Mesmerized by what looked like a wasted effort on the man’s part, his hose spraying out little attack towards the ferocity of the fire, I was unnerved by the sound of something whizzing past my ear. I heard the air split wide open as the hissing of a bullet passed by, followed by the sharp cracks of gunshots. I reacted automatically, panning the camera over to where the sounds were originating from when another shot was fired. Shouting began and a car peeled out onto the street below me. I had no idea if I was the target but I managed to get it on tape. I continued shooting film throughout the night, and it was only when I was filming a mass arrest of looters at a Von grocery store that a voice from behind me reminded me of my vulnerability.
‘You better watch out, cameraman.’
I paused. I didn’t want to press my luck so I packed up and drove to CBS Television City in the Fairfax District and licensed my footage to CBS news. The Oldsmobile, I returned without any damage.
April 30, 1992: President George W. Bush announced that he’d ordered the Department of Justice to investigate the possibility of filing charges against the LAPD officers, for violating the federal civil rights of Rodney King.
August 4, 1992: A federal grand jury returned indictments against Sergeant Stacey Koon and Officer Laurence Powell, both guilty of violating Rodney King’s constitutional rights, with an additional count against Sergeant Koon of willfully permitting the other officers to beat King.
Nearly six months later, on February 25 1993, the trial began in the courtroom of Judge Davies, on the charge of violating the civil rights of Rodney King.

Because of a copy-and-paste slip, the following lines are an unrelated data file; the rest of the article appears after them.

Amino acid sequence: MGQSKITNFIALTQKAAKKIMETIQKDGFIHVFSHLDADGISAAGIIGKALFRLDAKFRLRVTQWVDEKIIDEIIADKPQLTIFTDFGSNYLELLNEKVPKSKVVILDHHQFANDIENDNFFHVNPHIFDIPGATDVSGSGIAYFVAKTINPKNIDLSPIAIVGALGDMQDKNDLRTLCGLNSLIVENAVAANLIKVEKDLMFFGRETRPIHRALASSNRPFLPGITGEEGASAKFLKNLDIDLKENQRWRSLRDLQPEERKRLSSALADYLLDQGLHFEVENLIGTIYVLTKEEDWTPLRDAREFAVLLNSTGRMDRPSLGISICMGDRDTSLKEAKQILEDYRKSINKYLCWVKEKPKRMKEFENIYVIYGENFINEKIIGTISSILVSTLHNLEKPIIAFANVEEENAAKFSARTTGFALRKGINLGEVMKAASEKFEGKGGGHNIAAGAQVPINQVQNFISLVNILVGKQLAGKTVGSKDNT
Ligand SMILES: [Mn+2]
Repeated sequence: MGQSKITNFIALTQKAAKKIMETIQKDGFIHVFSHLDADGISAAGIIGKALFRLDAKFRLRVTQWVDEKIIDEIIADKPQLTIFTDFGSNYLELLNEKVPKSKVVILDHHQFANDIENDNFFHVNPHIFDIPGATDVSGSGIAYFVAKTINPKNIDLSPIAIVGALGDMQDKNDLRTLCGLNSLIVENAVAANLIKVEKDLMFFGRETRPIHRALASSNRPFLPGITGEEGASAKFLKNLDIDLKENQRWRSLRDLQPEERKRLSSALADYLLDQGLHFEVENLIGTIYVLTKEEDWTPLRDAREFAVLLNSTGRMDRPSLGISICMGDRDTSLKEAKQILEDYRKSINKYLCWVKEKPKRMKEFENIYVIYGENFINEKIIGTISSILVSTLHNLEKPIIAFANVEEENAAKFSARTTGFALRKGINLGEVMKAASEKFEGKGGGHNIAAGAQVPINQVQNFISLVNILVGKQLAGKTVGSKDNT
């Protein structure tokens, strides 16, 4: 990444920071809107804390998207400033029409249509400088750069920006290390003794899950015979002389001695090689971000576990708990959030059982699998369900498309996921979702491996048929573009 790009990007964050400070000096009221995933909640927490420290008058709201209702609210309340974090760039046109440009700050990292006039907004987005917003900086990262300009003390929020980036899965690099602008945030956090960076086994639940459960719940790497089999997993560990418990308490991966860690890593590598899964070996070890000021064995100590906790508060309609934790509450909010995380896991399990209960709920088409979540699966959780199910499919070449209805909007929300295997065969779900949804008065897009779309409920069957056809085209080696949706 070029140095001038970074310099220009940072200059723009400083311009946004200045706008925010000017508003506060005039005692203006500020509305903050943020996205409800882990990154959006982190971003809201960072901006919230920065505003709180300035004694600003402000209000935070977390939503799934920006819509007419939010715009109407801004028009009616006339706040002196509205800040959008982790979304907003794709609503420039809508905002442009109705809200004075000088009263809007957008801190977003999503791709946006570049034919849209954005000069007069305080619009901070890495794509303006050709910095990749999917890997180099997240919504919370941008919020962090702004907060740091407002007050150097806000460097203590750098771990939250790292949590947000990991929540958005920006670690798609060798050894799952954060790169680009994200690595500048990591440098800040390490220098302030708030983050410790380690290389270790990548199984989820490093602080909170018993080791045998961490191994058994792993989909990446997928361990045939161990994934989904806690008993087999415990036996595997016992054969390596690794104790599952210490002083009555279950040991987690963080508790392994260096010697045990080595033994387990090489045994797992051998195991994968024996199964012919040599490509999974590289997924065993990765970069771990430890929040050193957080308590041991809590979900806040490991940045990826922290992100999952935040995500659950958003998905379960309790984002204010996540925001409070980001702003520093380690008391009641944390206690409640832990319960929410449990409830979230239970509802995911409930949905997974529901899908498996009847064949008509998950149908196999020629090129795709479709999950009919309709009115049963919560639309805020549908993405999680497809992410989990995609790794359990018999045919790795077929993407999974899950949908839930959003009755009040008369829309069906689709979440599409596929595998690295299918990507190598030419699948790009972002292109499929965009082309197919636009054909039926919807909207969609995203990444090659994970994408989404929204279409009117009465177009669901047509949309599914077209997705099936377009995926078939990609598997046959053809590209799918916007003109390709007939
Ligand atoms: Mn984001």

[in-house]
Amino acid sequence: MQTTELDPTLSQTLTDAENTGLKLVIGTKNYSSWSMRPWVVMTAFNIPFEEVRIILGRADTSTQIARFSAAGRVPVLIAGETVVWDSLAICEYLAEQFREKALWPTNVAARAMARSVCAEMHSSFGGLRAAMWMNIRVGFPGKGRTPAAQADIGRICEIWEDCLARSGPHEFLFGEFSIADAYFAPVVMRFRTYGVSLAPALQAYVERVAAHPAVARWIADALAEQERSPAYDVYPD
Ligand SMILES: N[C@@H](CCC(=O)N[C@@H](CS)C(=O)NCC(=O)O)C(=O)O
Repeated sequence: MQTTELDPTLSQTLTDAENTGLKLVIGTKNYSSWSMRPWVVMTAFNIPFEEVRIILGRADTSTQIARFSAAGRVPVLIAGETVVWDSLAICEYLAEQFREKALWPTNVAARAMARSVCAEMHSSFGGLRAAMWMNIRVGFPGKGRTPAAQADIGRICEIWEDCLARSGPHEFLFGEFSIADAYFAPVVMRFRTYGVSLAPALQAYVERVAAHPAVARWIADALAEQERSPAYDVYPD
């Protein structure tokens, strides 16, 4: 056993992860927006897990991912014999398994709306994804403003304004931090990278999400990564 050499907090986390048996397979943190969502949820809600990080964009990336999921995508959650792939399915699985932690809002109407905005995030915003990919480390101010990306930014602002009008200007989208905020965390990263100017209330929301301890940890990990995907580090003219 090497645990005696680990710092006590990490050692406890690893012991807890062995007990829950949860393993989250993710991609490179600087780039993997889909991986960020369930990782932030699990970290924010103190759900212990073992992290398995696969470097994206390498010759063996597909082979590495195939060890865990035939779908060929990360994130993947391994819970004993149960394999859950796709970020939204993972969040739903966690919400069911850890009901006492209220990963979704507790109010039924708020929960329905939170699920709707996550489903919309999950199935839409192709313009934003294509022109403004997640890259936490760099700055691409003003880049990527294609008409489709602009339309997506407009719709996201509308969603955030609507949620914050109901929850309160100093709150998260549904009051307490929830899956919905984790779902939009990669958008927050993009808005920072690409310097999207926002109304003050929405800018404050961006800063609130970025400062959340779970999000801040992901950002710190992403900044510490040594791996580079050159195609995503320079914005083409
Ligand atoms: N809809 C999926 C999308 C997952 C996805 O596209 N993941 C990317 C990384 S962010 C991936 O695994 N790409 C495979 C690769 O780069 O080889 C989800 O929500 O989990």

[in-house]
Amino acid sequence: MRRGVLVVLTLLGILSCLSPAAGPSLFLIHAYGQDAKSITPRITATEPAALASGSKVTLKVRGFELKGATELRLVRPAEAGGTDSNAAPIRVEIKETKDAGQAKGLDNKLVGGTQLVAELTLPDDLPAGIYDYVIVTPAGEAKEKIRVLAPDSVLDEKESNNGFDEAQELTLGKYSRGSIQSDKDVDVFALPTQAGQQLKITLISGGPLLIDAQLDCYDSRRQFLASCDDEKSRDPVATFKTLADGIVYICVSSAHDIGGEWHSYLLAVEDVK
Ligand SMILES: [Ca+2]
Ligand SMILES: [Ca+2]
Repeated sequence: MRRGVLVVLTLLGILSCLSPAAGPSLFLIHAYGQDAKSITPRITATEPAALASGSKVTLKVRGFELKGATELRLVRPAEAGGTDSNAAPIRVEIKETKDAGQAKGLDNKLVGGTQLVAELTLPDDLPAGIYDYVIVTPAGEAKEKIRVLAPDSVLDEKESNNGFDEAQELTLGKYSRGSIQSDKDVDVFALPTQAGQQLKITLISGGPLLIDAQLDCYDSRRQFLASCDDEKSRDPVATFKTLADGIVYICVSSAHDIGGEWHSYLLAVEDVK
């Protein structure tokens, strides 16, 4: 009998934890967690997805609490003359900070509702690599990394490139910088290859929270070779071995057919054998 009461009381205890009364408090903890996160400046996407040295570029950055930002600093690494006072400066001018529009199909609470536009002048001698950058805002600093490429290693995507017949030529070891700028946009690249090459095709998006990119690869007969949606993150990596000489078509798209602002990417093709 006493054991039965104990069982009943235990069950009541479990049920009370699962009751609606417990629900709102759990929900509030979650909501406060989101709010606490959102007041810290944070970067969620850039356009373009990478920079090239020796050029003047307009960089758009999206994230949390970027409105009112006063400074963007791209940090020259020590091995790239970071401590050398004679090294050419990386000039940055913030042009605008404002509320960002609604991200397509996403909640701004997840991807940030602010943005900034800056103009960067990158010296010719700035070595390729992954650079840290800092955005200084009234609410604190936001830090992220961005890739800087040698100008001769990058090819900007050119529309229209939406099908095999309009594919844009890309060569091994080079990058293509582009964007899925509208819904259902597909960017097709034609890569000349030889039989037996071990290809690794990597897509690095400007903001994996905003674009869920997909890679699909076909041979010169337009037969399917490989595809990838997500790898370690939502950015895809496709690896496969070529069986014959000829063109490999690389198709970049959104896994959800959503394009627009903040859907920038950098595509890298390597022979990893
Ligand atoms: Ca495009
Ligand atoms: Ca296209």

April Fools Day, 1993: Expecting that history would most likely repeat itself, all local, national and international news outlets were gearing up to cover L.A.’s reaction to the verdict. I had been inundated by phone calls from news organizations to cover the event from the end of March. The booking I took was with the A.D. Production Company, the producers of the American Detective show that aired on ABC Network. I was on and off the phone throughout the morning with Mark, who’d produced the riot segment for American Detective.
‘Dave? This is Mark. We’re expecting a verdict soon on the King beating. If the cops are found not guilty there’ll be another riot. If they’re found guilty there may still be a riot. What’s your standby rate if a riot doesn’t happen right away? And do you have a gyro-zoom lens for the helicopter shots?’
Even though we’ve worked together for years, the business of booking has to be clear with very little negotiation; it is pay or play. For my services and for my camera, lighting package and audio gear, it runs to seven hundred dollars a day.
‘Well, Mark,’ I explained, ‘I’ll hold off until another job comes down. There’s no standby rate on my camera package, and yes, I have a gyro-zoom lens.”
There was a pause from Mark. I could hear talking in the background; I must have been on speakerphone.
Mark returned to our conversation. ‘Okay, okay. You’ll be positioned in the Special Enforcement Bureau command center of the Los Angeles Sheriff’s Department, in south-central L.A. You’ve also been given clearance to ride along in their helicopter.’
In my experience, I’ve always found it best not to get too excited about a standby gig, since most inevitably go away on the same day the production companies hire you. This led to the question: ‘Do you want me to ink the date in my diary or shall I use pencil?’
Mark replied, ‘Pencil. By the way, we’ve also hired you a bodyguard for if we reassign you to the streets. If that’s the case, your bodyguard is on the SWAT team of the San Jose Police Department. Oh, and do you have a sun gun light for your camera?’ Mark asked.
Taking notes, I replied, ‘It’s been my experience that a light on a camera makes for a good target.’
‘Oh, good thinking. Okay, we’ll see you on the 12th of April, Monday morning, at the Wyndham Garden Hotel in Commerce. We’ll also rent a bulletproof car, if we reassign you.’
‘How much is that going to cost you?’ I said.
‘A thousand dollars a day.’